Interested in a foreclosure sale property? It can generate a bidding war and is likely for sale ‘as is’: Ask Joe

I recently came across an ad for a property for sale due to foreclosure. How does a foreclosure sale differ from a traditional purchase?

Property sales due to lender foreclosure are often also referred to as a distress bank sale, or sometimes confused with a power of sale.

A foreclosure sale is a method available to lenders, banks and non-traditional lenders to cover the unpaid mortgage. In foreclosure proceedings, the property is not being sold by the owner — rather, it is the mortgage lender that has taken action to sell the property.

In the case of a property being sold due to foreclosure, the lender may become the owner of the property and in that case may retain any profit realized from its sale. Lenders have an interest in recovering the amounts owed to them under the terms of a mortgage.

A significant difference between a foreclosure sale and a traditional transaction is that a foreclosure sale is often negotiated between the buyer and a lender. This can result in a slower transaction, as negotiations will typically be conducted during standard business hours and may require several approvals for any changes relating to the agreement and its acceptance.

Another difference is that foreclosure proceedings are conducted under court supervision under a process set out in the Rules of Civil Procedure.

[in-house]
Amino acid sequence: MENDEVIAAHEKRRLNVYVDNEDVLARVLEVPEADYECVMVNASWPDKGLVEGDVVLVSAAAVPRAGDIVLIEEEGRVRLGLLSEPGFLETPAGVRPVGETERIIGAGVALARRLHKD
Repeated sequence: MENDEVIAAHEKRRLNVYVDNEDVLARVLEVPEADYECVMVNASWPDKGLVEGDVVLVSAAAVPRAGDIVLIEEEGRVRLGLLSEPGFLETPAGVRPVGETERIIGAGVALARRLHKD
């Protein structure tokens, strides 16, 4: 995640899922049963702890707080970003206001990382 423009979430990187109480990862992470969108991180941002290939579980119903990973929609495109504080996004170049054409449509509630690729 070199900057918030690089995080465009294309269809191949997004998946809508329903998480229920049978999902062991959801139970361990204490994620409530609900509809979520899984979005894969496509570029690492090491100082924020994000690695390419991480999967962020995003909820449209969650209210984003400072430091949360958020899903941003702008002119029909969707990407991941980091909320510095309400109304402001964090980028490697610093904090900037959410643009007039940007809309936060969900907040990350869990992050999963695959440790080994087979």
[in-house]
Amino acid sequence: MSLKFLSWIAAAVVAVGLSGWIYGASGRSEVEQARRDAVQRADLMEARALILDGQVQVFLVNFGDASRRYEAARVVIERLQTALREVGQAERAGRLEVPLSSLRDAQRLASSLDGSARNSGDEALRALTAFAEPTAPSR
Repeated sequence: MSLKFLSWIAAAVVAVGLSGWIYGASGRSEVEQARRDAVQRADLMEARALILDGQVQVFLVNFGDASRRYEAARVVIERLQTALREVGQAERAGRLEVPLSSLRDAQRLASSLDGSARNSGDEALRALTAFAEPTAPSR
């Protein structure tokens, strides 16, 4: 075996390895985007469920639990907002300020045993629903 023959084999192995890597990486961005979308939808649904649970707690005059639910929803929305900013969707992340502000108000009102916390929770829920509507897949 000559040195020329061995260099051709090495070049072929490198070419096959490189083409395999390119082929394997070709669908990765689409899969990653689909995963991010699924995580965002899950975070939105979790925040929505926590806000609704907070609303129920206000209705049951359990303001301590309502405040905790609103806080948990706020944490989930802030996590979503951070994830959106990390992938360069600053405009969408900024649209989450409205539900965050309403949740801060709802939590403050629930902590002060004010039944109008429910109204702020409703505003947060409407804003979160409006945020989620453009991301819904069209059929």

There are a few common misconceptions associated with foreclosure properties, such as:

  • Buying a home in foreclosure is a good way to save money. While some foreclosed properties are priced below market value, there is no guarantee that you’ll save money in the long run. These properties can still be in demand, generate multiple bids and sometimes achieve a purchase price that exceeds the asking price. Be sure to exercise your due diligence to learn about market value in the neighbourhood and of any additional fees, penalties or expenses that may affect the sale price.
  • All foreclosure homes are fixer-uppers. This is not always the case. Regardless of the condition of the home for sale, know that the lender will not warrant its condition and will most likely be offering it in “as-is” condition. It’s a good idea to speak with your salesperson about home inspection considerations. Due to the “as is” nature of these types of sales, some lenders won’t accept a home inspection condition in your offer, so if you may have to do a pre-purchase inspection — or do your own research to decide whether to move forward with the purchase.

I recommend seeking out a real estate salesperson and real estate lawyer experienced in foreclosure sale transactions for their expertise and counsel. They can help you fully understand the laws regulating power of sales and foreclosures, and the nuances associated with these transactions before you enter into negotiations.

It is important to have your real estate lawyer review all the transaction documents, as well as check the title for liens (etc.) so that the transaction will be as smooth as possible.

If you have a question about the home buying or selling process, please email information@reco.on.ca.

Correction – Oct. 2, 2020: This column was edited to clarify that the question was about a foreclosure, not a power of sale.

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Joe Richer is registrar of the Real Estate Council of Ontario (RECO) and contributor for the Star. Follow him on Twitter: @RECOhelps

TORONTO STAR

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